"The whole building was like a whirlwind. I mean we had thirty-some people working there and everybody was running like mad, working on mostly carrying flowers into the building which, I mean... they were practically backing dump trucks full of them up to the place and unloading. Also answering phones, and whatnot. Some people were actually helping the police with a little bit of crowd control and stuff, because sometimes people outside would cry or wail a bit and maybe freaking out some - and that just added to the tension. The whole place was controlled but frantic. Meanwhile the clock is like 'tick...tick...tick' and right outside the door the crowd was like 'swell...swell...swell' and I'm thinking 'the whole world is watching and this is not going to happen on time.' I mean, the body wasn't even prepared! She was still green! On top of everything else Campbell's reputation is at stake. But Teddy's keeping cool and he says, 'Ok, let's get back to the arrangements.' And I wasn't there for that because I went to the dry cleaners, but apparently Mickey said, 'Ok, we're going to have this for two days and the actual service will be by invitation only.' And he gave him the list of who they're going to invite and whatnot, and it was the likes of Otto Preminger, Peter Lawford, John Wayne, Ed Sullivan, Kirk Douglas, and a few members of the Kennedy family. And who's giving the eulogy but James Mason - and I'll tell you about Mr. Mason a little later on."
"So before I even know what's what, it's time to go get the dress, and I high tail it to the dry cleaners, going the same way. I walk in, really just expecting the worst, and the man pops out from behind a curtain in the back with the dress on a hanger! And it's as good as new! I mean, you would have never known what had happened in it! I mean this guy is like the most brilliant dry cleaner in the world hidden away on 82nd street in 1969 - he can remove death itself from a wedding dress! In under an hour! And he doesn't even say a disparaging word, he just smiles real big and says 'don't winkie it!' while holding it out to me."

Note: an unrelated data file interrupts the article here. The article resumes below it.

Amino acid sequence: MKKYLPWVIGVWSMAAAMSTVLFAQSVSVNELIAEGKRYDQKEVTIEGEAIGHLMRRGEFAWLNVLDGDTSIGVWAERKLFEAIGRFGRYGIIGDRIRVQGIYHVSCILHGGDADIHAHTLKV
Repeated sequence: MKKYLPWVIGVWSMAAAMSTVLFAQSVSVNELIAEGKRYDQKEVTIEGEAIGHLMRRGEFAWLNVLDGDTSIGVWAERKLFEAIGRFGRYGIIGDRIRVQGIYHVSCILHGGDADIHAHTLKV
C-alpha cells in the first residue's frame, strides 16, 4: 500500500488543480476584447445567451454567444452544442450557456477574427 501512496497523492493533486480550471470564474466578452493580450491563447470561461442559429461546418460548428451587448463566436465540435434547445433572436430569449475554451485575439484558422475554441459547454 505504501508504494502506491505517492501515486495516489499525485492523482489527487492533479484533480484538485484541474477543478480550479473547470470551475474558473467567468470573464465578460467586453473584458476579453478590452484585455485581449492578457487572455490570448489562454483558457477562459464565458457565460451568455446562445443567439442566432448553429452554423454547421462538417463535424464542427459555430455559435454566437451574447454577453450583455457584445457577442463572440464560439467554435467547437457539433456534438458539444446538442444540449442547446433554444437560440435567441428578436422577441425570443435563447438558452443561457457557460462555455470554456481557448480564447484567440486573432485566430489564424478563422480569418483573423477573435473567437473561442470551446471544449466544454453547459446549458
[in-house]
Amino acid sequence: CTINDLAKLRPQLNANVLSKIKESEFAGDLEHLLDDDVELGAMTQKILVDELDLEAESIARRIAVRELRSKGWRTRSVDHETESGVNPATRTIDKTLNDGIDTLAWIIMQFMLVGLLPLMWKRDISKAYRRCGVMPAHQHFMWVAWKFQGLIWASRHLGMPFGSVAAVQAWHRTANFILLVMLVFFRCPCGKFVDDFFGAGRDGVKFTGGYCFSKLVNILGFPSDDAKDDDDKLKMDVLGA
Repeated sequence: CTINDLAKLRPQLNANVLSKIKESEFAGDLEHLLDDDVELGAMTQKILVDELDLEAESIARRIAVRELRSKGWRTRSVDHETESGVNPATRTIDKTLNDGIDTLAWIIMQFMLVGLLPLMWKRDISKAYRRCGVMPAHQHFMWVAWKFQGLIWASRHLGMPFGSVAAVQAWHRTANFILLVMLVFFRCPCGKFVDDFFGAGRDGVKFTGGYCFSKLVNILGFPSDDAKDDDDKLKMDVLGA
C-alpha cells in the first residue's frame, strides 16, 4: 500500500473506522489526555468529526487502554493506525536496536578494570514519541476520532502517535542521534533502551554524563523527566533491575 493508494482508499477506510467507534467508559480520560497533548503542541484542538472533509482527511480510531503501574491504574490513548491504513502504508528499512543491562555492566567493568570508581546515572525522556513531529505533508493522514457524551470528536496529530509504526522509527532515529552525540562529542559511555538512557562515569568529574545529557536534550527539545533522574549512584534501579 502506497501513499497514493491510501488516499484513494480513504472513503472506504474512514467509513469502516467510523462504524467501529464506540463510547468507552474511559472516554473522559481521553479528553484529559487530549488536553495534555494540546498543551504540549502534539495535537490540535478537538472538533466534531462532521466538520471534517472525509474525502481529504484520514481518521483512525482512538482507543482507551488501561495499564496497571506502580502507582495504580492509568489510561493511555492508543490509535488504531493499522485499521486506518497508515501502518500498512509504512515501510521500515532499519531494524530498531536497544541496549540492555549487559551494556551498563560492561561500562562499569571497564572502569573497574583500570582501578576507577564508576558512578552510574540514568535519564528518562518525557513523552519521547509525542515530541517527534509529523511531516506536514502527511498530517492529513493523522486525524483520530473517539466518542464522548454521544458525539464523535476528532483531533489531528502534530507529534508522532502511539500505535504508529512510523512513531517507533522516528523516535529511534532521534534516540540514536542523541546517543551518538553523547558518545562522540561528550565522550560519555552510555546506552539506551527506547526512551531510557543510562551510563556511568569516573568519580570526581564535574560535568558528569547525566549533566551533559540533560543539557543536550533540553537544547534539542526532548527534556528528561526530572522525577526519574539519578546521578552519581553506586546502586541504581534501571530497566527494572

"Oh my God!"
"And I'm grateful, but I say, 'Wait! I can't walk down the street with this thing displayed like this! You don't understand!' So he gets a little annoyed with me, but he kindly puts it in a box, puts tissue paper all around it and everything, and sends me on my way."
"Could you imagine trying to walk past the crowd? You would've been clawed!" I said; glancing over at the two old women to my left and noticing that they're still sitting there, totally motionless, even though they've paid their check.
"So," my friend continues, "I do the whole thing around the other side of the block again. I come in the front door, and now it's getting between 12:00 and 1:00. Oh God, oh God. And when I go downstairs, what do I see? There are these two guys hovering over Judy Garland's body! One is fiddling with these brightly colored plastic things in her hair with wires hooked up to them, and this is 1969. Back then women curled their hair with a hot curling iron. This was the first time I saw a bunch of electric curlers, and he's got them all in her hair. And she's dead! It looked like Dr. Frankenstein's laboratory! I mean I didn't know, I thought maybe it was some crazed fan who had snuck into the basement from outside! It's as though he was trying to reanimate her! And I looked at him aghast, and I just go, 'What in the world are you doing to her!?' And he just calmly says, 'they're curlers.' And I said 'Oh.' And then I realize, who's standing next to him but a top Hollywood make-up artist. Both of these guys were flown in from California at a second's notice to fix her up! Professional movie make up and hair artists - and they're working like mad on her. And I found out this completely miffed Teddy, who said, 'they got enough money to bring in people from California and they're buying a chintzy coffin?' or whatever it cost. And he was pretty annoyed at that, even though I was secretly kind of relieved, but whatever."
"What a scene!"
"Yeah, so in any event, there's the guy doing the hair with those weird electric things. And the make-up artist is truly, truly amazing. I mean, as I said she was green, and he has a box with at least 40 to 50 brushes in it. It was about two feet wide, and when he opened it up my eyes went out of my head cause I never saw such make-up in my life!"